Published : 2013-10-18 20:39
Updated : 2013-10-19 11:17
An allegation has been made that at least one noncommissioned officer and three civilians attached to the military’s cyber warfare unit engaged in an online smear campaign against the opposition presidential candidate last year.
The smear campaign, if proven true, would have breached political neutrality required of the military. Though denial was the initial response from the military, emerging circumstantial evidence is connecting the military personnel to negative comments made about Moon Jae-in when he was bidding for the presidency as the Democratic Party’s candidate.
At this initial stage, however, it is reckless to conclude that the alleged meddling in the December presidential election was an organized offensive by the power elite to shake “the nation’s foundations,” as the Democratic Party has claimed. Equally irresponsible is the ruling Saenuri Party, which accused the opposition party of attempting “to make a mountain out of a molehill.”
The challenge ahead of the two parties is to take a step back from an inspection that has started and keep themselves from jumping to conclusions. It will not be too late to take action when the findings of the investigation are made public.
The alleged smear campaign came to the fore when opposition lawmakers claimed earlier in the week that noncommissioned officers and civilians attached to the Cyber Warfare Command posted hundreds of online comments against the opposition presidential candidate ahead of the election. The lawmakers did so when the National Assembly was conducting an annual 20-day inspection of government agencies. The claim gained greater credence as it came at a time when Won Sei-hoon, former director of the National Intelligence Service, was being tried on charges of ordering his spy agency to smear the opposition presidential candidate.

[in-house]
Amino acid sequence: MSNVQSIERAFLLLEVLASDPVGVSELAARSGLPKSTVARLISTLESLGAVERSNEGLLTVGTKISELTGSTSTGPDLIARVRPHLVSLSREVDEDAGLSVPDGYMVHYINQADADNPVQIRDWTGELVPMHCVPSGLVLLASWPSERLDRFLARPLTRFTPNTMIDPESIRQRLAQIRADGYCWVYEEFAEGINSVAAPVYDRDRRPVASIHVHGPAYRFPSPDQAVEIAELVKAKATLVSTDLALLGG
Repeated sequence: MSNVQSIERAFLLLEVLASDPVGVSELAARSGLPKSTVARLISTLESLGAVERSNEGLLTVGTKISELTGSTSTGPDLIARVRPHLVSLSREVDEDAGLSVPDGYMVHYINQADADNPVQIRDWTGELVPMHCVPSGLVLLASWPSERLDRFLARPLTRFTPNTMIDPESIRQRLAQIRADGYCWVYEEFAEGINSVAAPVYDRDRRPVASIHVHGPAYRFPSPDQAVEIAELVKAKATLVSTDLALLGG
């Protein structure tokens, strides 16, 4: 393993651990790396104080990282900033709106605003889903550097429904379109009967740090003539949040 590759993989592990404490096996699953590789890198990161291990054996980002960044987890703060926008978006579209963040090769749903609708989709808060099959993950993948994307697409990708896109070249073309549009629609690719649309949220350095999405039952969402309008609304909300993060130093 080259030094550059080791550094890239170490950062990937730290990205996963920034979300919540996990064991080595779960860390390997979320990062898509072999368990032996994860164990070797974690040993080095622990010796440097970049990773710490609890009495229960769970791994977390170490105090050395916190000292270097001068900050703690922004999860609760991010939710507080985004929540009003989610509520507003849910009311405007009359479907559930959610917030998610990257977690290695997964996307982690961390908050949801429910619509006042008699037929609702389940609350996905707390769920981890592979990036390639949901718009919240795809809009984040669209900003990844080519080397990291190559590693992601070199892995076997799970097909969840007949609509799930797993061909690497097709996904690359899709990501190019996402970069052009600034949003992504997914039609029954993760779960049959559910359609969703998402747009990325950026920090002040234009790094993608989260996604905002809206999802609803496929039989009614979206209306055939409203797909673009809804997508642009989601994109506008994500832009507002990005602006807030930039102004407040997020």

In his testimony at the National Defense Committee, the commander of the Cyber Warfare Command denied the charges of illegal electioneering. He said that if anyone posted comments against the opposition candidate, he did so not on an order from the command, but on his own. He added that all personnel had been ordered five times to strictly maintain political neutrality during the run-up to the election.
The Ministry of National Defense created the Cyber Warfare Command in 2010, one year after North Korea launched a massive attack on the websites of South Korean government agencies and companies. The ministry has since bolstered the command’s clandestine missions of cyber and psychological warfare, reportedly increasing its personnel to more than 400.
It is lamentable that the command, whose organization and operations are classified, is drawn into an open political conflict. But it will have no one else but itself to blame if any of its personnel is found to have engaged in illegal electioneering.
The floor leader of the ruling party says, “What influence could a few online postings have had on the presidential election?” Admittedly, online postings by a few people can hardly sway the outcome of a presidential election.
But such an action cannot be taken lightly because it can chip away at the foundations of democracy. It would have much more serious implications if the command is found to have ordered its personnel to engage in illegal electioneering and the former spy agency chief is found guilty of ordering a campaign against the opposition candidate.